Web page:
1) A 670 field for the work being cataloged should be included in name and series authority records, especially if those records are going to reside in a shared database. Other 670 fields could be added as needed or desired by users of those authority records.
2) The minimal elements of such a 670 field in a name authority record in a shared database would be the title and publication date of the work being cataloged, recorded in subfield a. The publication date is important for identifying the time period of the person or corporate body, especially in a large file. If the title is so generic it could not be identified by only title, main entry would also be given. Information in subfield b (location of name or title, usage, data about author, etc.) could be given according to each library's own policy or as the complexity of a situation calls for such information.
Suggestions for possible simplifications of the 670 field in name authority records were listed for consideration by Library of Congress and NACO participants; the Cataloging Policy and Support Office will distribute revisions of the 670 section of the Descriptive Cataloging Manual "yellow pages" for comment. No suggestions for series authority record 670 simplifications were made since the CCC Series Authority Record Task Group is reviewing all fields in series authority records.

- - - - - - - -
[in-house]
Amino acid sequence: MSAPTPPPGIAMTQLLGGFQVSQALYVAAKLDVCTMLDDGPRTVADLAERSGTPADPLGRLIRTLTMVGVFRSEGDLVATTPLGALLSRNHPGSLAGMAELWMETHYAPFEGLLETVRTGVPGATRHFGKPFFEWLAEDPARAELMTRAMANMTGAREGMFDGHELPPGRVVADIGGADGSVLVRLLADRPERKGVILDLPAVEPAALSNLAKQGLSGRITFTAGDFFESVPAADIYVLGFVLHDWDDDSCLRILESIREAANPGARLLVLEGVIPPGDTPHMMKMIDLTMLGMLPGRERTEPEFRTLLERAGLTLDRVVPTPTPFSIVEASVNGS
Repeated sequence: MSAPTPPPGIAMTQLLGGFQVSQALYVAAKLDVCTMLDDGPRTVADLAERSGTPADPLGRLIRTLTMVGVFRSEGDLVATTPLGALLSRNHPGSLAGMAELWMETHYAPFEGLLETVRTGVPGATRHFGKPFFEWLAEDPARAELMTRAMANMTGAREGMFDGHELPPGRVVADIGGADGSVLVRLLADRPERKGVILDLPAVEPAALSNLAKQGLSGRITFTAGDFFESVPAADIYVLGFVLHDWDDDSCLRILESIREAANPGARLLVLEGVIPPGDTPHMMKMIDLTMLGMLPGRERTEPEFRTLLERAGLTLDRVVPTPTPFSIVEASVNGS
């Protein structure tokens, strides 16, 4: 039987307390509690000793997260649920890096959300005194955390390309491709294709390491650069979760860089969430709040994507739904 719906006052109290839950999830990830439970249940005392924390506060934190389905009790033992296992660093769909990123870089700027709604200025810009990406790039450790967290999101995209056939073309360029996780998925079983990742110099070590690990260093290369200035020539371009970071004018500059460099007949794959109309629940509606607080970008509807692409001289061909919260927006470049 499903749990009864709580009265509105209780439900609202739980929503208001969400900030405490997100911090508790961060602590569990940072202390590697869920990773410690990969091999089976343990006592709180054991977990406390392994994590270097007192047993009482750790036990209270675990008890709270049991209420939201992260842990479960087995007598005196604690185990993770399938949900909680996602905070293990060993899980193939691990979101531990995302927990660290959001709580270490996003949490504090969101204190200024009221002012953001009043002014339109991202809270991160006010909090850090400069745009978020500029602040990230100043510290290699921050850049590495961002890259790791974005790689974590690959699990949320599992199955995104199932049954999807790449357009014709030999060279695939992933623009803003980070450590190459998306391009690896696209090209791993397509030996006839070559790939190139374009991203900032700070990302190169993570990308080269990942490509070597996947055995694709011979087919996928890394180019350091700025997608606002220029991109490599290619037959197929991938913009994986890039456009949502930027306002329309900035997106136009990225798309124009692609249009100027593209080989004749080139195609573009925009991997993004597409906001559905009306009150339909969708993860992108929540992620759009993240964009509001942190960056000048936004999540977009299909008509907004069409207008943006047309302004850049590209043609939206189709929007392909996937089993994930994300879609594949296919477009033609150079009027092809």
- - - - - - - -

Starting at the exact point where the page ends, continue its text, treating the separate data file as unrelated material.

The full text of the report will be available on LC MARVEL.
The CONSER Policy Committee met at the Library of Congress, May 5-6 and discussed the following:
The CONSER Core Elements Task Force presented a proposed core record that would be similar to that proposed by the Program for Cooperative Cataloging. Members expressed a desire to define two levels of records (minimal and core) and to define one set of descriptive elements that would be used for both levels. Classification would not be required at either level. Once the core record is fully defined, it will be documented in a future update to the CONSER Editing Guide.
In subsequent discussions during the CONSER-at-Large meeting at ALA, members agreed to postpone a decision on defining a core record until after the CONSER Operations meeting in November. A revised proposal will be submitted to the Coopcat and Serialst in October.